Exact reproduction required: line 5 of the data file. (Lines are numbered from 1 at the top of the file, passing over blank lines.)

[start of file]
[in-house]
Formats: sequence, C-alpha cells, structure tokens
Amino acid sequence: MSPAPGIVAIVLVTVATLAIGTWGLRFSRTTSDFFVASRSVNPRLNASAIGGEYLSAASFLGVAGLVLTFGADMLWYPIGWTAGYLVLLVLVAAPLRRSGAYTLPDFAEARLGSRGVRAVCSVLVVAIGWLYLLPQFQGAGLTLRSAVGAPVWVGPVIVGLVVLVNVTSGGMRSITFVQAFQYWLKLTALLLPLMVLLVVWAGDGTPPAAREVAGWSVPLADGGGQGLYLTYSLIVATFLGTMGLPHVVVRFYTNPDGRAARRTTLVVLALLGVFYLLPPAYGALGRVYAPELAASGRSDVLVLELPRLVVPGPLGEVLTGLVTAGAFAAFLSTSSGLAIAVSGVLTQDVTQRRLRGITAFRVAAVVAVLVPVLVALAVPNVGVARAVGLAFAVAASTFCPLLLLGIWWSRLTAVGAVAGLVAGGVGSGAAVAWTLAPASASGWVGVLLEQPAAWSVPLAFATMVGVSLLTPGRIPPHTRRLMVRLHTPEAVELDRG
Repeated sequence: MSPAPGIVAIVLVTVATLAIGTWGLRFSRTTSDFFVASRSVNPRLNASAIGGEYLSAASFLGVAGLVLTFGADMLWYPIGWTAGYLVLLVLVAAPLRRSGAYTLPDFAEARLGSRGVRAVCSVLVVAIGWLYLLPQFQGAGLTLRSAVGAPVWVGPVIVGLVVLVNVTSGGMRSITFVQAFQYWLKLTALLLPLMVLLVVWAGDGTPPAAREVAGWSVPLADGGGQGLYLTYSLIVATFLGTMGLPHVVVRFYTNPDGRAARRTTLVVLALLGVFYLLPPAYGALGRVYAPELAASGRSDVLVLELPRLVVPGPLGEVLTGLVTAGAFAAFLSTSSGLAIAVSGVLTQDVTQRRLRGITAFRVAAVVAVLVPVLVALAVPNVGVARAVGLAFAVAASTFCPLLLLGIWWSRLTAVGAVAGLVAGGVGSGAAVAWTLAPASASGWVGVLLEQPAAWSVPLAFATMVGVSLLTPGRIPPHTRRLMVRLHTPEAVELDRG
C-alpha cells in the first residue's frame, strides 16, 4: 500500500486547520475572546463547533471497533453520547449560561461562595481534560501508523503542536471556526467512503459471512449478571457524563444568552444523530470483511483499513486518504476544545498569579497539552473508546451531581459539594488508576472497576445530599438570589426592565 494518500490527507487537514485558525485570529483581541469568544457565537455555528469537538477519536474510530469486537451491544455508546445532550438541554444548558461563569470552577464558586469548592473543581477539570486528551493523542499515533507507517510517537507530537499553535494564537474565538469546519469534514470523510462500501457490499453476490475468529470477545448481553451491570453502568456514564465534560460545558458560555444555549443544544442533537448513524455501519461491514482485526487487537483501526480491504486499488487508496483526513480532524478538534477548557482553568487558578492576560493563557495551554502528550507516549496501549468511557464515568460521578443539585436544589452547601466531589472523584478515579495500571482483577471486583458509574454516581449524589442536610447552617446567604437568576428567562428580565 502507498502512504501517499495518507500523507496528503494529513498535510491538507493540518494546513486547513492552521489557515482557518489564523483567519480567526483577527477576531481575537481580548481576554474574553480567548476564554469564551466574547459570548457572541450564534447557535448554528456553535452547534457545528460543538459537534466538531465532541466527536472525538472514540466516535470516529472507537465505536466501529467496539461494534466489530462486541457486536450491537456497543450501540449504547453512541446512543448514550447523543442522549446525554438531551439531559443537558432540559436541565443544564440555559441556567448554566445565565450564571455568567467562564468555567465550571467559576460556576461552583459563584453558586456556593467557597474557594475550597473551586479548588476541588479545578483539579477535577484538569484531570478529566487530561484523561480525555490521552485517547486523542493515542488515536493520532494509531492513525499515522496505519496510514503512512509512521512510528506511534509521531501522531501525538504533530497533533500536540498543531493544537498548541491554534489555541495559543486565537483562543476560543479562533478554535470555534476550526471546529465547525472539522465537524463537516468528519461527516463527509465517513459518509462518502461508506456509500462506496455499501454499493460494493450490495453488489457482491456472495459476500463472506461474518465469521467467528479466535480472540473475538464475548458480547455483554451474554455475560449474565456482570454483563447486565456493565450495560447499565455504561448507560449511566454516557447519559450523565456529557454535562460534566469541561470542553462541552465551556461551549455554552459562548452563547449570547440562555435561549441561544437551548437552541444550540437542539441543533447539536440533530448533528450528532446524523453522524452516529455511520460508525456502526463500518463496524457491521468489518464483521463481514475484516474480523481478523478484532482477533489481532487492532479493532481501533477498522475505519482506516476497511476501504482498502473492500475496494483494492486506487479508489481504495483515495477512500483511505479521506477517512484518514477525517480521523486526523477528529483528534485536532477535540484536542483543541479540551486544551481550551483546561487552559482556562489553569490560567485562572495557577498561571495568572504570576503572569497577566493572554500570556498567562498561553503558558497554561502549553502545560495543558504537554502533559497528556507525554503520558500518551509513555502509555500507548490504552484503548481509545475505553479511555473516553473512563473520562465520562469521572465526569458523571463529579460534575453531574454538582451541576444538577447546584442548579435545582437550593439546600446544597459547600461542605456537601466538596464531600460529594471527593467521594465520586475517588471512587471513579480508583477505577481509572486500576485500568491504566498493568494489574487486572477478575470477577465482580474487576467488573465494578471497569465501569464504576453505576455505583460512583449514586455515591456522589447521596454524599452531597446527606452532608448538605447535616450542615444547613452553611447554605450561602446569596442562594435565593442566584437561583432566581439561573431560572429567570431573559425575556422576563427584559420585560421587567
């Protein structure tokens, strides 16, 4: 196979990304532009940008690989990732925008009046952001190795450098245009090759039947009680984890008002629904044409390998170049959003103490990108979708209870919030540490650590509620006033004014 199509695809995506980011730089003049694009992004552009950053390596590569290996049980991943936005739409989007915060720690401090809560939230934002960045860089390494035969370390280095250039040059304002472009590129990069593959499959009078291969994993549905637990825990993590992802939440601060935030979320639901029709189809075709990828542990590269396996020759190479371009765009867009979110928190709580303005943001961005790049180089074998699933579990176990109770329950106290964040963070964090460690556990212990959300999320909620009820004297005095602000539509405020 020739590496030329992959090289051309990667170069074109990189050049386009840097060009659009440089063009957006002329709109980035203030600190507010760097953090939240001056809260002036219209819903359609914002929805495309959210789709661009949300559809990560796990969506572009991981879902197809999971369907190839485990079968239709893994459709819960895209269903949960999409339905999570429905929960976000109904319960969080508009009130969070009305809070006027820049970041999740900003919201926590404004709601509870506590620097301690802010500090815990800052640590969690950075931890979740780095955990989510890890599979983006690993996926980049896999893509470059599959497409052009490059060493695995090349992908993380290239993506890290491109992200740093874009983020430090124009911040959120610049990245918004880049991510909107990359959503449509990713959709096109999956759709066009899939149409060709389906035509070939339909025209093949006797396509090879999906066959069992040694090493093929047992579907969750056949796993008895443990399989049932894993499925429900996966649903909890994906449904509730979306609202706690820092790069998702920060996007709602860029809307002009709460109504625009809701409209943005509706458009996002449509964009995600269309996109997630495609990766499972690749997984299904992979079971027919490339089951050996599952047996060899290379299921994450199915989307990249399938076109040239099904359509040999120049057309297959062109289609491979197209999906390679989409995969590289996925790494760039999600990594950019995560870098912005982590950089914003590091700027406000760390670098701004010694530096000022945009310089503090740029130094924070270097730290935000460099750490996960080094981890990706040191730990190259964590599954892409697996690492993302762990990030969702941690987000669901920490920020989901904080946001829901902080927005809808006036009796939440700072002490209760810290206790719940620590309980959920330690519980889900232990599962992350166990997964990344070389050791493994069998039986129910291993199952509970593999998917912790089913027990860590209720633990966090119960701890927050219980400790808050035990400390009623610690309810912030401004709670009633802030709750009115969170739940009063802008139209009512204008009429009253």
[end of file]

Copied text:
C-alpha cells in the first residue's frame, strides 16, 4: 500500500486547520475572546463547533471497533453520547449560561461562595481534560501508523503542536471556526467512503459471512449478571457524563444568552444523530470483511483499513486518504476544545498569579497539552473508546451531581459539594488508576472497576445530599438570589426592565 494518500490527507487537514485558525485570529483581541469568544457565537455555528469537538477519536474510530469486537451491544455508546445532550438541554444548558461563569470552577464558586469548592473543581477539570486528551493523542499515533507507517510517537507530537499553535494564537474565538469546519469534514470523510462500501457490499453476490475468529470477545448481553451491570453502568456514564465534560460545558458560555444555549443544544442533537448513524455501519461491514482485526487487537483501526480491504486499488487508496483526513480532524478538534477548557482553568487558578492576560493563557495551554502528550507516549496501549468511557464515568460521578443539585436544589452547601466531589472523584478515579495500571482483577471486583458509574454516581449524589442536610447552617446567604437568576428567562428580565 502507498502512504501517499495518507500523507496528503494529513498535510491538507493540518494546513486547513492552521489557515482557518489564523483567519480567526483577527477576531481575537481580548481576554474574553480567548476564554469564551466574547459570548457572541450564534447557535448554528456553535452547534457545528460543538459537534466538531465532541466527536472525538472514540466516535470516529472507537465505536466501529467496539461494534466489530462486541457486536450491537456497543450501540449504547453512541446512543448514550447523543442522549446525554438531551439531559443537558432540559436541565443544564440555559441556567448554566445565565450564571455568567467562564468555567465550571467559576460556576461552583459563584453558586456556593467557597474557594475550597473551586479548588476541588479545578483539579477535577484538569484531570478529566487530561484523561480525555490521552485517547486523542493515542488515536493520532494509531492513525499515522496505519496510514503512512509512521512510528506511534509521531501522531501525538504533530497533533500536540498543531493544537498548541491554534489555541495559543486565537483562543476560543479562533478554535470555534476550526471546529465547525472539522465537524463537516468528519461527516463527509465517513459518509462518502461508506456509500462506496455499501454499493460494493450490495453488489457482491456472495459476500463472506461474518465469521467467528479466535480472540473475538464475548458480547455483554451474554455475560449474565456482570454483563447486565456493565450495560447499565455504561448507560449511566454516557447519559450523565456529557454535562460534566469541561470542553462541552465551556461551549455554552459562548452563547449570547440562555435561549441561544437551548437552541444550540437542539441543533447539536440533530448533528450528532446524523453522524452516529455511520460508525456502526463500518463496524457491521468489518464483521463481514475484516474480523481478523478484532482477533489481532487492532479493532481501533477498522475505519482506516476497511476501504482498502473492500475496494483494492486506487479508489481504495483515495477512500483511505479521506477517512484518514477525517480521523486526523477528529483528534485536532477535540484536542483543541479540551486544551481550551483546561487552559482556562489553569490560567485562572495557577498561571495568572504570576503572569497577566493572554500570556498567562498561553503558558497554561502549553502545560495543558504537554502533559497528556507525554503520558500518551509513555502509555500507548490504552484503548481509545475505553479511555473516553473512563473520562465520562469521572465526569458523571463529579460534575453531574454538582451541576444538577447546584442548579435545582437550593439546600446544597459547600461542605456537601466538596464531600460529594471527593467521594465520586475517588471512587471513579480508583477505577481509572486500576485500568491504566498493568494489574487486572477478575470477577465482580474487576467488573465494578471497569465501569464504576453505576455505583460512583449514586455515591456522589447521596454524599452531597446527606452532608448538605447535616450542615444547613452553611447554605450561602446569596442562594435565593442566584437561583432566581439561573431560572429567570431573559425575556422576563427584559420585560421587567